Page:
None of this has happened in secret. You only needed to listen to RTE or read the Irish Times to appreciate what was going on. It is a sad part of Brexit that so many people who demonstrate no willingness or ability to hear what is being said in other European capitals assume this lack of interest or deficit of attention also applies in the other direction. They can hear us, you know, even if we are not interested in hearing them. In the Irish case this is particularly inexcusable; they even speak a form of English over there.
From the outset, the Irish were concerned the UK would successfully cleave the Irish interest from the EU’s other, larger, interest in coming to a swift and mutually satisfactory deal with the UK. Preventing that must rank as one of the most successful acts of Irish diplomacy in living memory. For all that the EU has a certain sympathy for the interests of small countries, that sympathy is not inexhaustible. Leave no country behind may be the official theory; in practice matters are often arranged differently. Indeed, that supposition underpinned the Brexiteer belief that Berlin, not Brussels, would be the city in which the real action could be found. Unlike the British, however, the Irish deployed the full force of their diplomatic resources to the struggle and, lo, that has proved a wise decision. They took Brexit seriously at a time when, it being neither popular nor profitable, the British themselves were not inclined to do so. Disgraceful and characteristic Hibernian subterfuge, but there you have it.
As for the notion Varadkar is either scared of or in secret sympathy with Sinn Fein, well one hardly knows where to start. The balance of probability – which is to say all the available evidence, plainly on public display – is that he is neither. Irish political parties take their histories seriously and Fine Gael considers itself the offspring of the party that established the Irish state. For decades Sinn Fein refused to recognise the legitimacy of that state; there were two statelets on the island of Ireland and they were each bastards. Mind you, ‘Tiocfaidh ár lá’ is a Brexiteer conviction, not a Fine Gael one.
For the record, I just about overlapped with Leo Varadkar at Trinity College Dublin but, being neither a medic nor an activist in Young Fine Gael, I never knew him. Still, in terms of Varadkar’s formation, the fact he is a Trinity man is just as significant as his political leanings. That does not make him a West Briton – in actual fact, most of the West Brits I know are from Cork – but it remains striking he is the first Taoiseach to have attended Ireland’s oldest university. As recently as 25 years ago, there was a sense – especially in rural Ireland – of Trinity as a place apart; an institution whose Irishness was both prestigious and provisional. Back then, Irish was not so easily recognised as being, like British, a plural adjective.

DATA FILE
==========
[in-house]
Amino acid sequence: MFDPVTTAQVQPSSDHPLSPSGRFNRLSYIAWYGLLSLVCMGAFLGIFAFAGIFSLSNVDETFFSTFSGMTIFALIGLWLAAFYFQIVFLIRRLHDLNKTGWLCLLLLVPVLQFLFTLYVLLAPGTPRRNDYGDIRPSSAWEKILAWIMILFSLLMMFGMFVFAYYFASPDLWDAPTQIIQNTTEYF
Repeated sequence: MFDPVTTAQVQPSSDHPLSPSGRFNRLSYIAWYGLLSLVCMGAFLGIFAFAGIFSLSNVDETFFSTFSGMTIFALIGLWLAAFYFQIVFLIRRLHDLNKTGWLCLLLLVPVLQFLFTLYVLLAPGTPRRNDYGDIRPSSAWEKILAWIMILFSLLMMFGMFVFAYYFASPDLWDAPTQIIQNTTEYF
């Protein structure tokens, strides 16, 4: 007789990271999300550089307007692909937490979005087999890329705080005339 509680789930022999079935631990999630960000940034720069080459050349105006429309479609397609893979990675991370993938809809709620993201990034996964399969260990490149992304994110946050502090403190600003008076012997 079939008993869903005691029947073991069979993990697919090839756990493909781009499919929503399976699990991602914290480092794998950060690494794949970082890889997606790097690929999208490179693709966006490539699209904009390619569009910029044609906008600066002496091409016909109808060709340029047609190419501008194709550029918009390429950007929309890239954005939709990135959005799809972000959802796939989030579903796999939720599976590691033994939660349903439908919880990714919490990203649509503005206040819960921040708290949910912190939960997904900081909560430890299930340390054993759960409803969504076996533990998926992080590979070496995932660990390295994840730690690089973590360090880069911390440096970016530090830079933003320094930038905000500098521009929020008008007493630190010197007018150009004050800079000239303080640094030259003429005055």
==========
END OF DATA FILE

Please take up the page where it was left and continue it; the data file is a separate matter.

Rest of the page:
Those days now seem to belong to a different era but the idea Varadkar pines for a united Ireland is as preposterous as it is delusional. If there has been a hardening or Irish tone, it is at least in part the consequence of how the Brexiteers have talked about Ireland. In terms of policy, however, there has been little substantive difference between Varadkar’s position and that taken by his predecessor Enda Kenny. And for good reason, because this is not simply the Fine Gael position; rather is represents a solid, and unusual, cross-party consensus that Brexit is going to be a problem for Ireland whatever kind of Brexit is arrived at.
It is not necessary to invoke the spectre of food shortages in Ireland in the event of a no-deal Brexit to appreciate that Ireland, by reason of history and economic interest, has more to lose from Brexit than any other European country. Minimising that disruption has been Varadkar’s goal and it seems unreasonable for Brexiteers, drunk on sovereignty themselves, to be complaining that Ireland has been pressing its own sovereign interest.
Even so, it has not always been easy. There has been an undercurrent of worry. Might the EU, when push came to shove, tell the Irish to pipe down and count their blessings while the big people moved on to talk about more important things? That dog has not barked and that is quite an achievement for Ireland.
As I say, however, Ireland’s efforts have been helped by the British government’s own declarations and if those were incompatible – leaving everything while avoiding a new kind of border in Ireland – then that was London’s problem more than it was Dublin’s. You broke it, you fix it.
The Irish gamble – and it is still a gamble – is that London will eventually accept the backstop if only because the consequences of a no-deal Brexit will soon be considered intolerable. That, it seems, is also the direction in which the UK government is heading.
You publicise preparations for no deal precisely because you want to avoid no deal and this is a means by which heads may, at long last, be banged together and minds concentrated. In an interdependent age, there is no such thing as a ‘clean Brexit’.
This, plainly, is a risk for Dublin too but I am not so sure it is really deplorable for Ireland to advance its interpretation of the national interest. Sovereignty for me must mean sovereignty for thee. Those are the terms and conditions. Again, for the slow learners, Ireland is own country, possesses own interest. It is a small country, right enough, but not so very far away it’s unreasonable to expect anyone to know anything about it.